US stocks scored modest gains in early trade Thursday after fresh jobless claims data pointed to an improving labor market.
Fifty minutes into trade, the Dow Jones Industrial Average was up 25.72 points (0.15 percent) to 16,677.52.
The broad-based S&P 500 gained 3.68 (0.19 percent) at 1,950.40, while the tech-rich Nasdaq Composite Index rose 6.81 (0.15 percent) to 4,440.93.
The indices added to Wednesday's solid gains, shrugging off a larger-than-expected rise in initial claims for unemployment insurance benefits last week that did not alter the still-improving trend in the volatile weekly data.
New jobless claims, a sign of the pace of layoffs, rose to 311,000 in the week ending August 9, up 21,000 from the prior week, while the four-week moving average added 2,000 claims, the Labor Department said before the markets opened.
"While the latest reading on initial claims was higher than expected, the four-week average has risen only slightly from the eight-year low reached last week," Dean Maki of Barclays Research said in a client note.
"Thus, we still would view the claims data as consistent with a labor market that is improving."
Dow members Wal-Mart Stores and Cisco Systems took a hit from investors after giving disappointing earnings outlooks.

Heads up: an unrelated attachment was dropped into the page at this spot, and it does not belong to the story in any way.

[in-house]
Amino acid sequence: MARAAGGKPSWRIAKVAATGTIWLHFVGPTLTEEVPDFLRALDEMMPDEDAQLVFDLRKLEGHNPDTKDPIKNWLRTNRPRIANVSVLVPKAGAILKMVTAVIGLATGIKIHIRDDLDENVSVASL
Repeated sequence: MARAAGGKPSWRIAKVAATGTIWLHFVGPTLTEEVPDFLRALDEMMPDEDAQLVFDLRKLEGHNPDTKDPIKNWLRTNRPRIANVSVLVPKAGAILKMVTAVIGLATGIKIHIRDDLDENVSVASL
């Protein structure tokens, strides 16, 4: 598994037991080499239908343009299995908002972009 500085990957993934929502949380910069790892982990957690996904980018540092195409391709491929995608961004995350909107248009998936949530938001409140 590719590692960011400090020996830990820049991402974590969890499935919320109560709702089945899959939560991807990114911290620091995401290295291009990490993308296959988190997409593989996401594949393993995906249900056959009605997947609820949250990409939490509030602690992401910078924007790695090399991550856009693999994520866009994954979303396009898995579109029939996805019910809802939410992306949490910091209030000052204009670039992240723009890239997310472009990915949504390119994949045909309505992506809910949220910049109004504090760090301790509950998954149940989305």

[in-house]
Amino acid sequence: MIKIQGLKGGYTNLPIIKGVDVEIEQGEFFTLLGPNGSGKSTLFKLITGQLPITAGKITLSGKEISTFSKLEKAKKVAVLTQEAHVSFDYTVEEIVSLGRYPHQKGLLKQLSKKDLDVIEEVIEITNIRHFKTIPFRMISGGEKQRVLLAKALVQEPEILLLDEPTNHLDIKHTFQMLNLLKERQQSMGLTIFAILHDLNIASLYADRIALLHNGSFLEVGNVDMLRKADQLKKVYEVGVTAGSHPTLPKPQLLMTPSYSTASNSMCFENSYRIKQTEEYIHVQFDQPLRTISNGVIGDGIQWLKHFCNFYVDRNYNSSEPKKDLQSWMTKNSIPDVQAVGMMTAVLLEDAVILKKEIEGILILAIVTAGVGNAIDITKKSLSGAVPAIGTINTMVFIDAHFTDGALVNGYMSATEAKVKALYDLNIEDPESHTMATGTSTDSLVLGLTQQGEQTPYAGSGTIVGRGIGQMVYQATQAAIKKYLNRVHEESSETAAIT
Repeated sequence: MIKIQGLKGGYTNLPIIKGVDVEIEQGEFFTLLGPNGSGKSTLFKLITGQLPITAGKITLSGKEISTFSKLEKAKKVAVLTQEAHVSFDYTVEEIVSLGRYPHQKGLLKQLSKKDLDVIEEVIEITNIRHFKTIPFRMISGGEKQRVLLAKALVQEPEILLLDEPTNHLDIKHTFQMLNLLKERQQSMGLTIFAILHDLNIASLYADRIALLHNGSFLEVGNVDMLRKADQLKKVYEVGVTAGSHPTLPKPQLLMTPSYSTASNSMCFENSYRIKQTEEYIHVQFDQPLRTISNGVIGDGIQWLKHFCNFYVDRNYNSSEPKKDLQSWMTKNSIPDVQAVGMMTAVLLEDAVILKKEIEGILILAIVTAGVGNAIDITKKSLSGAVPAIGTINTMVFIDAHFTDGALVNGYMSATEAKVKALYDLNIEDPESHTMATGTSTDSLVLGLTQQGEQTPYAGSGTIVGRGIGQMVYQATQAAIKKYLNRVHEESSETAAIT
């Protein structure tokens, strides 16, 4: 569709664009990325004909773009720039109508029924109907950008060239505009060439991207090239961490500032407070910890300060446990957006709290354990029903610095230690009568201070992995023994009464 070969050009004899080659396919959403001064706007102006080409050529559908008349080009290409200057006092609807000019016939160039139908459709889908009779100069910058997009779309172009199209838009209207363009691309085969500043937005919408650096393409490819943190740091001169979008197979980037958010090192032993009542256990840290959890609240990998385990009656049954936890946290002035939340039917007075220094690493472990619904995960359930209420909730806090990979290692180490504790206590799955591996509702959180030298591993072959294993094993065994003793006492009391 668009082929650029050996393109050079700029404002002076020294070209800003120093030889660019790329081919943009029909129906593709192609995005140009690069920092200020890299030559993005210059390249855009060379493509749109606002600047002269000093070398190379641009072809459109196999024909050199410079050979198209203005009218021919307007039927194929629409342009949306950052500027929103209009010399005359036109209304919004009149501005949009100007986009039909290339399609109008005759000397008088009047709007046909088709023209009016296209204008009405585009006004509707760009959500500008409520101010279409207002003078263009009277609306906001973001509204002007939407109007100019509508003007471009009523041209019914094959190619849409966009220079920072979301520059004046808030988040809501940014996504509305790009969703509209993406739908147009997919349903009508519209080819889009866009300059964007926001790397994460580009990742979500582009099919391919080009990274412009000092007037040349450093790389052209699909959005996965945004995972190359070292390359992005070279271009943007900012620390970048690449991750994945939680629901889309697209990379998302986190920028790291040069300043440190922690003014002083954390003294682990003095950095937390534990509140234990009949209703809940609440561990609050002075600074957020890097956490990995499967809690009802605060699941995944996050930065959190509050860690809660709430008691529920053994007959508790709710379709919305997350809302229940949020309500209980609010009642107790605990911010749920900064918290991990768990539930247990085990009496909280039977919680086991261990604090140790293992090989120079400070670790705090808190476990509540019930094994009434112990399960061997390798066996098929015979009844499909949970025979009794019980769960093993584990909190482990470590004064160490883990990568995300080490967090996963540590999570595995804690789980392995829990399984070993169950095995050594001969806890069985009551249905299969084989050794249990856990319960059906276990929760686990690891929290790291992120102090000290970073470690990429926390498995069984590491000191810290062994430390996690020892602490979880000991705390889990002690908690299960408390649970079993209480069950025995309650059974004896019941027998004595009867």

Wal-Mart fell 0.2 percent. The world's largest retailer lowered its 2014 earnings forecast to earnings per share between $4.90 and $5.15, from the prior estimate of $5.10-5.45, citing investments in e-commerce and higher US health care costs than previously anticipated.
For the current quarter, it estimated earnings per share between $1.10 and $1.20, while the consensus estimate was $1.18.
Cisco was the biggest Dow laggard, down 3.0 percent. The computer networking giant reported after the market closed Thursday a 21 percent fall in fiscal fourth-quarter profit that beat expectations. But its projected adjusted earnings per share of between 51 and 53 cents in the current quarter came in below analysts estimate of 53 cents.
Department store chain Kohl's leaped 3.3 percent after reporting slightly better second-quarter profit and said same-store sales turned positive in July.
Bond prices advanced. The yield on the 10-year US Treasury fell to 2.38 percent from 2.41 percent Wednesday, while the 30-year dropped to 3.22 percent from 3.24 percent. Bond prices and yields move inversely.